Southern Drawl by Great Raft Brewing

Label Approval by | Mar 2014 | Issue #86

When Lindsay and Andrew Nations were building the look of their Shreveport, La., brewery, Great Raft, they didn’t have to look much further than the art hanging on their own walls for inspiration: the hand-drawn, lithographic style in the music posters created by Tennessee artist Justin Helton.

“We felt that the quirky vintage engravings of [Helton’s] poster art visually embodied the spirit of Southern culture that [the Nations] had been working to bring to their brewing process,” says Derrit DeRouen, president of the graphic design firm DeRouen & Co., which collaborated with the Nations on Great Raft’s branding.

Helton’s one-man graphic design studio, Status Serigraph, creates posters for Southeastern bands like The Avett Brothers and Old Crow Medicine Show (it was a Justin Townes Earle poster that first clicked with the Nations), but designing a beer can for Great Raft’s Pale Lager, Southern Drawl, was a first for him. “Tying in the old with the new is very much commonplace for myself as well as everyone involved,” says Helton, who uses found engravings from the 1800s, photographs and hand-drawn elements to revamp old pieces of history.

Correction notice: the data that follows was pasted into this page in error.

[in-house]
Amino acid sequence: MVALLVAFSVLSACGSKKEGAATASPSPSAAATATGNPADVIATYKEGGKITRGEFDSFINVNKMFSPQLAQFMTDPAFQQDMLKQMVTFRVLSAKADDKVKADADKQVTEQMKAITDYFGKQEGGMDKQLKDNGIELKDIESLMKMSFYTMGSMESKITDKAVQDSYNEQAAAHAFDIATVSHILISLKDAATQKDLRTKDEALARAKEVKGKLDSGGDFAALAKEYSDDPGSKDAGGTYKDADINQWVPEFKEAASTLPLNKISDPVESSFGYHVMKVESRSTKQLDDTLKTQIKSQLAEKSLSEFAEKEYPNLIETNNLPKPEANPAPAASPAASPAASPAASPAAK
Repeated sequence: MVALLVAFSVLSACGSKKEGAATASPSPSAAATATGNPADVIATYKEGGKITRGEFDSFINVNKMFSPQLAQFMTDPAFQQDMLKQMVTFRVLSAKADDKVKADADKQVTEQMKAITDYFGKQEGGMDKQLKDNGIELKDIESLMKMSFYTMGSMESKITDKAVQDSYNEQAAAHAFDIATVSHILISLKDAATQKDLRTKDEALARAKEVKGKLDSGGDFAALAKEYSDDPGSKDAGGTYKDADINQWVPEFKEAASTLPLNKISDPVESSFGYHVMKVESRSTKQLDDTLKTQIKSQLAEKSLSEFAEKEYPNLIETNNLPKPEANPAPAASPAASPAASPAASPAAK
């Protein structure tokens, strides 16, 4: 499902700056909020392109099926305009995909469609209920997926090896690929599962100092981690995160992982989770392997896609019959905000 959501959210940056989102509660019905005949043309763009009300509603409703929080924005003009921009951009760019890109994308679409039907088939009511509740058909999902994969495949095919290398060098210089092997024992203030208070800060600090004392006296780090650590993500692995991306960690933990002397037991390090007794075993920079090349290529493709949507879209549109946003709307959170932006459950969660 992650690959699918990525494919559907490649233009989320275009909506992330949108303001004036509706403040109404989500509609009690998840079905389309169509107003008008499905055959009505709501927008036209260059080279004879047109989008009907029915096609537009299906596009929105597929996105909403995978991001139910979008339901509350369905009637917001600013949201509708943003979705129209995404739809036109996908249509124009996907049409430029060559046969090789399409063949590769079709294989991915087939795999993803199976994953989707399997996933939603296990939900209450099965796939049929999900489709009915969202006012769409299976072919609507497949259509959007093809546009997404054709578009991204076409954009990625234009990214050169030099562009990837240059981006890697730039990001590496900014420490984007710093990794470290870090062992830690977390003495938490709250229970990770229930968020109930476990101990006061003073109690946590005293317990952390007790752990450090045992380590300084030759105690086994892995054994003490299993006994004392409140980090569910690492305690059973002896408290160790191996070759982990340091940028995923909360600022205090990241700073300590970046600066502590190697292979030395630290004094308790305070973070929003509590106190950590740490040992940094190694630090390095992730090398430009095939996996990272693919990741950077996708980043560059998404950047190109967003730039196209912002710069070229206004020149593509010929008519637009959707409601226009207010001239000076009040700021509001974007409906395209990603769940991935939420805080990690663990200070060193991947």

Once the look was nailed down, the team brainstormed imagery that reflects the “Southern Drawl” concept: icons like a banjo, a wooden chair and a grassy field “capture a slower pace of life, reminding us to all ‘slow down, sit a spell’ and enjoy a beer,” says Lindsay. The brewery’s name and logo also celebrate Shreveport’s local heritage. “Great Raft” references the logjam that backed up 150 miles of the Red River, which runs through Shreveport, and the brewery’s logo is a replica of the snag boats used to clear the jam in 1838, Lindsay says.

“Paired with hand-drawn type, the logo is a contemporary take on the more traditional typography,” adds DeRouen. Future cans will also feature Helton’s artwork, each telling a new story and utilizing a different typographic style. “The tap handles, growlers and other supporting elements pick up this thread and play off of Southern folklore with the visual style and culture of the steamboat era,” DeRouen says.

This throwback to Shreveport’s roots is important to the Nations, who want to respect that heritage while still “evolving to build on the rich history of our area and breathe new life into what was once a strong beer community,” says Lindsay. “Everyone can get carried away with their day-to-day routine, but there’s always time to relax and enjoy a cold, clean lager.”